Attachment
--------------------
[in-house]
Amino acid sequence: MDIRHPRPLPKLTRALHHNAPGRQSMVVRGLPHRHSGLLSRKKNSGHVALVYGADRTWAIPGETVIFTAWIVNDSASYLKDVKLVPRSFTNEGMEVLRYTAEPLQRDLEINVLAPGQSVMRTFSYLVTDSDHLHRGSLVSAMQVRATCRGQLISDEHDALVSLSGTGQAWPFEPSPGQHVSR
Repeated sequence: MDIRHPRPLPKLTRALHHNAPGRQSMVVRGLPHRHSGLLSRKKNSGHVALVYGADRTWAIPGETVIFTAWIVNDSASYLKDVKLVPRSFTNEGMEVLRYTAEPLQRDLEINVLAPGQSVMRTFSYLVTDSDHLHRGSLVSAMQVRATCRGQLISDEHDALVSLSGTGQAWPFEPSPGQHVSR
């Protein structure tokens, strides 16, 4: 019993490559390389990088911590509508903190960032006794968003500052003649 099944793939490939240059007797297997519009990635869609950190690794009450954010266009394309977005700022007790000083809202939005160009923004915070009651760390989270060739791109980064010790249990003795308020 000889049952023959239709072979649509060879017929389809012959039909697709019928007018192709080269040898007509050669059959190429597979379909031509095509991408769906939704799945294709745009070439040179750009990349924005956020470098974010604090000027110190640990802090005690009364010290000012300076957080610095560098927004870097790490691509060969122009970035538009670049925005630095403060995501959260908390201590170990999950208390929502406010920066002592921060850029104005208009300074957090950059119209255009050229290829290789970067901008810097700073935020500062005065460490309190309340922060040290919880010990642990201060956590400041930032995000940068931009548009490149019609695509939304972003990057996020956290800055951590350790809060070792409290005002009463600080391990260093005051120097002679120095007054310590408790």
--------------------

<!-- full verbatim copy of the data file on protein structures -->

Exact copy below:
[in-house]
Amino acid sequence: MDIRHPRPLPKLTRALHHNAPGRQSMVVRGLPHRHSGLLSRKKNSGHVALVYGADRTWAIPGETVIFTAWIVNDSASYLKDVKLVPRSFTNEGMEVLRYTAEPLQRDLEINVLAPGQSVMRTFSYLVTDSDHLHRGSLVSAMQVRATCRGQLISDEHDALVSLSGTGQAWPFEPSPGQHVSR
Repeated sequence: MDIRHPRPLPKLTRALHHNAPGRQSMVVRGLPHRHSGLLSRKKNSGHVALVYGADRTWAIPGETVIFTAWIVNDSASYLKDVKLVPRSFTNEGMEVLRYTAEPLQRDLEINVLAPGQSVMRTFSYLVTDSDHLHRGSLVSAMQVRATCRGQLISDEHDALVSLSGTGQAWPFEPSPGQHVSR
């Protein structure tokens, strides 16, 4: 019993490559390389990088911590509508903190960032006794968003500052003649 099944793939490939240059007797297997519009990635869609950190690794009450954010266009394309977005700022007790000083809202939005160009923004915070009651760390989270060739791109980064010790249990003795308020 000889049952023959239709072979649509060879017929389809012959039909697709019928007018192709080269040898007509050669059959190429597979379909031509095509991408769906939704799945294709745009070439040179750009990349924005956020470098974010604090000027110190640990802090005690009364010290000012300076957080610095560098927004870097790490691509060969122009970035538009670049925005630095403060995501959260908390201590170990999950208390929502406010920066002592921060850029104005208009300074957090950059119209255009050229290829290789970067901008810097700073935020500062005065460490309190309340922060040290919880010990642990201060956590400041930032995000940068931009548009490149019609695509939304972003990057996020956290800055951590350790809060070792409290005002009463600080391990260093005051120097002679120095007054310590408790």